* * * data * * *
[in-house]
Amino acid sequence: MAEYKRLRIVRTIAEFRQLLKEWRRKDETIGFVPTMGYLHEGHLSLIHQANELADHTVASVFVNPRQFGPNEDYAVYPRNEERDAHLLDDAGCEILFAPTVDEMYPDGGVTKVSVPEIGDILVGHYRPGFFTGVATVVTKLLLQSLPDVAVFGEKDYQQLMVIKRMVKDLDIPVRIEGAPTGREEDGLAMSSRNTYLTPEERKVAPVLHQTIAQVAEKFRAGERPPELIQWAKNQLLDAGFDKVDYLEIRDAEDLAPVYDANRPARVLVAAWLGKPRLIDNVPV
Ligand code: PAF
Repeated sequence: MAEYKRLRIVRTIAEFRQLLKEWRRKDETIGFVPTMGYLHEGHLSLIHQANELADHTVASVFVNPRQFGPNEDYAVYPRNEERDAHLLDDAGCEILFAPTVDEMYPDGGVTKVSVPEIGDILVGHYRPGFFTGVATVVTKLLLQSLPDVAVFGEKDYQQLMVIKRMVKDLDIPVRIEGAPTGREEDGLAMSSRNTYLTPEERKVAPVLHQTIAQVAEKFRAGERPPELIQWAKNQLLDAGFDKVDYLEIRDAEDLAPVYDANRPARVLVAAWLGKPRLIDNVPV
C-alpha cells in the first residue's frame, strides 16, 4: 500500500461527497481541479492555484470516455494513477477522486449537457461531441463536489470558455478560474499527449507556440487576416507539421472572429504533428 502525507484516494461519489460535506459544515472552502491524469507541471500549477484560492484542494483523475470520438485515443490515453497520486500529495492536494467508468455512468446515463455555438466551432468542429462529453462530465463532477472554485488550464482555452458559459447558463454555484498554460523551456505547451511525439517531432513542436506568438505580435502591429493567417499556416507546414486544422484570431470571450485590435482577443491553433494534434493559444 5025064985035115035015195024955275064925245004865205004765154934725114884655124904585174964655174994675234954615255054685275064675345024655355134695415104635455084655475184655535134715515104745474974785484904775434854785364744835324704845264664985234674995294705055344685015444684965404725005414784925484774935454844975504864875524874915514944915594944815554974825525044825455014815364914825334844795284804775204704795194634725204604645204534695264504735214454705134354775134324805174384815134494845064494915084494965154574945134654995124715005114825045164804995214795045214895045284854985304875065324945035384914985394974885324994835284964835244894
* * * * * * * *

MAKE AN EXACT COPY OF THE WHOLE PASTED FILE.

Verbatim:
[in-house]
Amino acid sequence: MAEYKRLRIVRTIAEFRQLLKEWRRKDETIGFVPTMGYLHEGHLSLIHQANELADHTVASVFVNPRQFGPNEDYAVYPRNEERDAHLLDDAGCEILFAPTVDEMYPDGGVTKVSVPEIGDILVGHYRPGFFTGVATVVTKLLLQSLPDVAVFGEKDYQQLMVIKRMVKDLDIPVRIEGAPTGREEDGLAMSSRNTYLTPEERKVAPVLHQTIAQVAEKFRAGERPPELIQWAKNQLLDAGFDKVDYLEIRDAEDLAPVYDANRPARVLVAAWLGKPRLIDNVPV
Ligand code: PAF
Repeated sequence: MAEYKRLRIVRTIAEFRQLLKEWRRKDETIGFVPTMGYLHEGHLSLIHQANELADHTVASVFVNPRQFGPNEDYAVYPRNEERDAHLLDDAGCEILFAPTVDEMYPDGGVTKVSVPEIGDILVGHYRPGFFTGVATVVTKLLLQSLPDVAVFGEKDYQQLMVIKRMVKDLDIPVRIEGAPTGREEDGLAMSSRNTYLTPEERKVAPVLHQTIAQVAEKFRAGERPPELIQWAKNQLLDAGFDKVDYLEIRDAEDLAPVYDANRPARVLVAAWLGKPRLIDNVPV
C-alpha cells in the first residue's frame, strides 16, 4: 500500500461527497481541479492555484470516455494513477477522486449537457461531441463536489470558455478560474499527449507556440487576416507539421472572429504533428 502525507484516494461519489460535506459544515472552502491524469507541471500549477484560492484542494483523475470520438485515443490515453497520486500529495492536494467508468455512468446515463455555438466551432468542429462529453462530465463532477472554485488550464482555452458559459447558463454555484498554460523551456505547451511525439517531432513542436506568438505580435502591429493567417499556416507546414486544422484570431470571450485590435482577443491553433494534434493559444 5025064985035115035015195024955275064925245004865205004765154934725114884655124904585174964655174994675234954615255054685275064675345024655355134695415104635455084655475184655535134715515104745474974785484904775434854785364744835324704845264664985234674995294705055344685015444684965404725005414784925484774935454844975504864875524874915514944915594944815554974825525044825455014815364914825334844795284804775204704795194634725204604645204534695264504735214454705134354775134324805174384815134494845064494915084494965154574945134654995124715005114825045164804995214795045214895045284854985304875065324945035384914985394974885324994835284964835244894